This was first posted on Apr 22, ’08 6:35 PM as “Marriage-ready” on lalarimando.multiply.com.
I read an interesting article a month ago on the phenomenon of inter-marriages between Korean men and Vietnamese women. It read like the 21st century version of mail-to-order brides, except that instead of exchanging snail mails for months or years and pictures thereafter, the whole deal is sealed within five days.
Thanks to budget airlines and seedy marriage brokers, the Korean men (some are almost the same age as the girls’ own fathers) can fly into poorer neighbors like parts of China, Cambodia, and Vietnam in the middle of the night, proceed straight to a karaoke bar where they make a short speech about themselves (with interpreter) to an array of potential brides-to-be. The hasty Q&A with the Vietnamese girls sound like a speed-dating event, though this one ends with the Korean man making a decision who among them to marry.
Blame the Korean women who, the article says, have become more focused on career and self-actualization efforts outside of marriage, thus leaving marriage-ready men without partners. That’s opportunity for poor women in other countries who try to use marriage as leverage for a better life. Of course, cultural, personal, and language differences creep into the marriage, as the follow up articles (here and here) note.
It’s not love that brought these couples together; it’s need. And both governments—Korea for men and Vietnam or Cambodia for the women—just facilitated it. Why are the governments involved? Perhaps it’s a short-term solution to a possible threat of social war in the long term. Best to keep those hormone raging middle-aged Korean men busy with domestics than be vulnerable to some form of political or social threats. And best to pawn the women in poorer neighbors. Fewer mouths to feed and remittances would flow anyway. Ah, I’m assuming.
But then, didn’t the US Federal Government do the same thing when it played a role in the “marriage” of ailing Bear Stearns and JP Morgan? The Fed bailed out Bear, an 85-year old financial behemoth, which gambled on mortgage securities and lost big time. Bear Stearns survived the Great Depression and a dozen recessions, only to rapidly unfold during this recent credit crisis afflicting the American economy.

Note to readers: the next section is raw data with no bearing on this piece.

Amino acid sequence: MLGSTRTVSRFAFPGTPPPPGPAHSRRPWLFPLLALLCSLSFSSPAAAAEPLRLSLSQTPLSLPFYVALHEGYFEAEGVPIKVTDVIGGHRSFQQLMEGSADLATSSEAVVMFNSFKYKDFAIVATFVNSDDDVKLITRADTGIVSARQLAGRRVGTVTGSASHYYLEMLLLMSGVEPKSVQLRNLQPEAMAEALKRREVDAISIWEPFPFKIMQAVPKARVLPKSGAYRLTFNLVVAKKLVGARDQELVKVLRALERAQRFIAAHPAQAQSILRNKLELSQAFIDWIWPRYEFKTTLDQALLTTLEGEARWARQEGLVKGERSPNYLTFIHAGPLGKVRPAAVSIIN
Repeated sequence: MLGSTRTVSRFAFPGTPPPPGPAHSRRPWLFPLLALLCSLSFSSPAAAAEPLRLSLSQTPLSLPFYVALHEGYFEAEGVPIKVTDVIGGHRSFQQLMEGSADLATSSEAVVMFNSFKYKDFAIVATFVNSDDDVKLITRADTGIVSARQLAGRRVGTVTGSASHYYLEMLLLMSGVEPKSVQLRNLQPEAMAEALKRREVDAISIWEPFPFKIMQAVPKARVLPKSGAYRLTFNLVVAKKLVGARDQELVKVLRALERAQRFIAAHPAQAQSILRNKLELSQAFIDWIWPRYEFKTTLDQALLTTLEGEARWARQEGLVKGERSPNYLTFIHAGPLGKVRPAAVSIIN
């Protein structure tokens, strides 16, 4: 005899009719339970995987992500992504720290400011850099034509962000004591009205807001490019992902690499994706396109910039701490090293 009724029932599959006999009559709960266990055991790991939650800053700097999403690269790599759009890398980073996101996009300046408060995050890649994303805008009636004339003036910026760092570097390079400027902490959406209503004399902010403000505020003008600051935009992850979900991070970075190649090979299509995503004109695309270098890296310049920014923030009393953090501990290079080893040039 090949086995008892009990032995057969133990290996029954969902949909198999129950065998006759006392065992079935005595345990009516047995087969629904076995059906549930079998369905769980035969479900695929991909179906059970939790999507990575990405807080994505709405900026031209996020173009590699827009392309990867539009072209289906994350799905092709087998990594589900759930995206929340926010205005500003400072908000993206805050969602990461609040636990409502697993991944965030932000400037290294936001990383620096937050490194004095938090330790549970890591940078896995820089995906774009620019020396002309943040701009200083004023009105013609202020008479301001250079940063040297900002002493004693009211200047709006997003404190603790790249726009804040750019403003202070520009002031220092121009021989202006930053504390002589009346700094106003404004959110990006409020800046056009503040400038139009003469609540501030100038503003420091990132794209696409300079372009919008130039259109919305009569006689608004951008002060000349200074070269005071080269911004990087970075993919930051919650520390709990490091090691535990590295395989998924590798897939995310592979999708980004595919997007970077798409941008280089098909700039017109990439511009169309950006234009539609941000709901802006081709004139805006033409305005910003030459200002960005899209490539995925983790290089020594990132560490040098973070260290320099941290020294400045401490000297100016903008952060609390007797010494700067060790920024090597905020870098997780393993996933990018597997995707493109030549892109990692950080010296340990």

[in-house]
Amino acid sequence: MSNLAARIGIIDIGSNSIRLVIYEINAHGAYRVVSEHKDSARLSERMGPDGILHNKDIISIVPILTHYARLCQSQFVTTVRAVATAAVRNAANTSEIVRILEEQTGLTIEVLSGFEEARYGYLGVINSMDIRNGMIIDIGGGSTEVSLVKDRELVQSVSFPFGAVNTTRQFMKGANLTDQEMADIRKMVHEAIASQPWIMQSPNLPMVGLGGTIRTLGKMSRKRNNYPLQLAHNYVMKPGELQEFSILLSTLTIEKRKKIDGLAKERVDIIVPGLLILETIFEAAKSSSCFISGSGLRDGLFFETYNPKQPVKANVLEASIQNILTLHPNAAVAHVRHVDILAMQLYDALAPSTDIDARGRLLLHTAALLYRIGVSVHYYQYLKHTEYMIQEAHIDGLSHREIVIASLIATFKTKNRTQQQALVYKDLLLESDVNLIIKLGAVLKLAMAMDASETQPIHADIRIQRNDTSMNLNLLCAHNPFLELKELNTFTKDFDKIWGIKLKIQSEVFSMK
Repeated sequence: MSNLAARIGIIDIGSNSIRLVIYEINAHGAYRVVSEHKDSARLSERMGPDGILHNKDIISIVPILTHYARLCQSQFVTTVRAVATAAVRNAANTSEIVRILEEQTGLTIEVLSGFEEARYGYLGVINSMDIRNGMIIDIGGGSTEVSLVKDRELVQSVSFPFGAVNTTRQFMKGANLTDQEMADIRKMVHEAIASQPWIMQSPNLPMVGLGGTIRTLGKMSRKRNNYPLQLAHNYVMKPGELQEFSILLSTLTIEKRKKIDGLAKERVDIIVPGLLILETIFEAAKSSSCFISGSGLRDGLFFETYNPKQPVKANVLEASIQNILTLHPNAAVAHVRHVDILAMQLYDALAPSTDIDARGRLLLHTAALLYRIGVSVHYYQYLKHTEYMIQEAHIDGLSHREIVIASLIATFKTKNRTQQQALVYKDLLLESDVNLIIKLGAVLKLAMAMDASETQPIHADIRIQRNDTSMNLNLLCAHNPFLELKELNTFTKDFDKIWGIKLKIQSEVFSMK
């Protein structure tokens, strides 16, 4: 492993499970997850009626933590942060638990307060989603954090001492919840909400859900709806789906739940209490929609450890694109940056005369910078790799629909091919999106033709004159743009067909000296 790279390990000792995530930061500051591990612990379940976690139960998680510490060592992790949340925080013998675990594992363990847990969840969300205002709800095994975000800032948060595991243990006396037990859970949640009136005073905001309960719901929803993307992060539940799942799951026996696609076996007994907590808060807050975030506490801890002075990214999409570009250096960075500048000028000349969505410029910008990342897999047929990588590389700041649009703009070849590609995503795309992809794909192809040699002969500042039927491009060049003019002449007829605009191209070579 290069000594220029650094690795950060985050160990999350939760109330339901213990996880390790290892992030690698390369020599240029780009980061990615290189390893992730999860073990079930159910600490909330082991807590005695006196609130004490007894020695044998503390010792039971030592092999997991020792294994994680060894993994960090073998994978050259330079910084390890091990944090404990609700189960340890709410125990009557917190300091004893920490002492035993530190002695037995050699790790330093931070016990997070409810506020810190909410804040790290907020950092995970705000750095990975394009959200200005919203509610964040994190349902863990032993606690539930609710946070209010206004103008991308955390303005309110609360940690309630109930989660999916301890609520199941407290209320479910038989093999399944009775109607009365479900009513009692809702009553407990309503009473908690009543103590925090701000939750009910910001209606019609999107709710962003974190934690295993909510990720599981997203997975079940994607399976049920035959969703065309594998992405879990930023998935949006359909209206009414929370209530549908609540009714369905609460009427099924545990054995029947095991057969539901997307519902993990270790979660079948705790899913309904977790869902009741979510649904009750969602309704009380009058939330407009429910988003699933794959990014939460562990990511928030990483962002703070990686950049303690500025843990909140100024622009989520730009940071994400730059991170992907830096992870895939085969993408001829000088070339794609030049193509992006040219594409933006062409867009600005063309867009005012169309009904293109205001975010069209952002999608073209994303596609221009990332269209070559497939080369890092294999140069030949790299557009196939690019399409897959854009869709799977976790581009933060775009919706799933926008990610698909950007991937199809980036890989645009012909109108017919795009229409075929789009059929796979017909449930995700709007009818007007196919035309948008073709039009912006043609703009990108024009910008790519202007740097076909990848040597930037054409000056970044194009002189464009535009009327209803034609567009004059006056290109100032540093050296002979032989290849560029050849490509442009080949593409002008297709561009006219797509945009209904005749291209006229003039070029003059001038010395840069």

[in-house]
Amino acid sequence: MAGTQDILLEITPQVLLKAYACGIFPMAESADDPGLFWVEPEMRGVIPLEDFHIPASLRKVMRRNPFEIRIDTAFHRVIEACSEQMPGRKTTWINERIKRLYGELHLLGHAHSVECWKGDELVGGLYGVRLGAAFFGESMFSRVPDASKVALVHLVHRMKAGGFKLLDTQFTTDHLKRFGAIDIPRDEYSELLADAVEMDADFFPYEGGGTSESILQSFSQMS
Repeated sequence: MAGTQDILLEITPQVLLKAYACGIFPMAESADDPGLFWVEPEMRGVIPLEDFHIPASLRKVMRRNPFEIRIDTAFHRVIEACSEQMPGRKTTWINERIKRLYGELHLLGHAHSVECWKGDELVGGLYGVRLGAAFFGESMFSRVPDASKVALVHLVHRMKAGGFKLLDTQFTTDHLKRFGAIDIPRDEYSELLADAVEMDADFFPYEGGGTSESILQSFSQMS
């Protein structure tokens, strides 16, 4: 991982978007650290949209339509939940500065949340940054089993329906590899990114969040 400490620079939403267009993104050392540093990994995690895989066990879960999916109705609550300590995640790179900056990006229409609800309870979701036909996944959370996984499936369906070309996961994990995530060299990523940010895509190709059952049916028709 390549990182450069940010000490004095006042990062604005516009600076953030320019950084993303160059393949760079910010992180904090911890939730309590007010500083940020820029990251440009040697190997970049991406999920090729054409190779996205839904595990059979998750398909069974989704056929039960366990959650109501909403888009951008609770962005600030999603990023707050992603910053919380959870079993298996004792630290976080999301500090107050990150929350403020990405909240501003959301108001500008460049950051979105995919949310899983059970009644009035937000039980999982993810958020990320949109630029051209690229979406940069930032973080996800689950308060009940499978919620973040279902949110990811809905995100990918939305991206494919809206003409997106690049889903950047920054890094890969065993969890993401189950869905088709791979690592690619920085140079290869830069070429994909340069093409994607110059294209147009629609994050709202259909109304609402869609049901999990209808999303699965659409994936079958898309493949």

The Fed agreed to a 28-day credit line to Bear, with JP Morgan in tow. From a much-criticized $2 per Bear share (less than 1/10th of Bear’s market price in March 2008) and eventually upped to $10, JP Morgan now has a its foot in the prime brokerage, which provides financing to hedge funds.
So the governments—Korea, Vietnam/Cambodia, and the US—dip their fingers into people’s lives, whether in the social or financial areas. (Surely, there are other governments that do, but they’re for another blog entry and another issue.) In either case, it was not love that brought them together. It was need. It was logic.
Both stories are already month-old or more. Among journalists, they’re hardly news for the day. But last night, they were to me.
I learned someone who’s dear to me is getting married in three weeks. It’s an arranged marriage of sorts. He learned about her from a shortlist of women his parents came up with after screening an inventory of prospects provided by matchmaking sites (ie. a WedSite), relatives, friends, name it. His parents have been nagging him for ages about getting married and have provided him several shortlists in the past. They met for the first time a day before their engagement, which was after the two sets of parents met to check if the stars and planets were aligned when they were born.
It’s a process that I could not easily identify with. It’s just too odd for my mindset, which has been shaped by Western ways. In a way, it influenced an outdated we’re-right-you’re-wrong view.
Obviously, they’re not marrying for love. Perhaps not even for need. It was just logical. They both think they’re marriage-ready. Love will come later. The important—and crucial—point is, the basics for a long-lasting relationship is all covered. Inevitable frictions may come their way, but sans the magnitude of problems that most soap operas are hinged on.
Sure, these don’t pass my ideals for romance. It’s too cerebral. i.e. He first had to assess if she’s has the right values, character, priorities. And she had to decide if he fit her own (and family’s) standards, too. What ever happened to being the ONE. Where are the butterflies in the stomach with the mere sight of a loved one? The flitter-flutter sensation when the other flashes a smile? The excitement, the thrill? (But then, with rampant break-ups, who said a romance-based bond is the right formula after all.)
So here’s a marriage that perhaps the government did not facilitate as much as tradition, culture and religion probably did. Yes, there will be some exchanges of financial values, with the dowry aspect and the 5-day-long marriage rites and celebration. Stretch that a bit and it’s almost similar to the Korean men and JP Morgan putting in their investments in the process of getting their “partners” to “bed.”
Apparently, marriages come in different permutations.
So what does this mean to me as a journalist? Offhand, just the reality that I bring my own standards and biases in the stories I do, and perhaps even those that I read about. But, I have to admit, the discipline of getting the sides of all those concerned in an issue (to balance the story) has tamed those beasts. Count in maturity, too. For example, I still don’t like politicians, but past experiences (and stories written) showed there are a few who mean well and work with the system, not just against it.
But that’s me. Unlike the Koreans, JP Morgan, and my Indian friend, I have no tax-payers, activists, in-laws to contend with.
Well, not yet.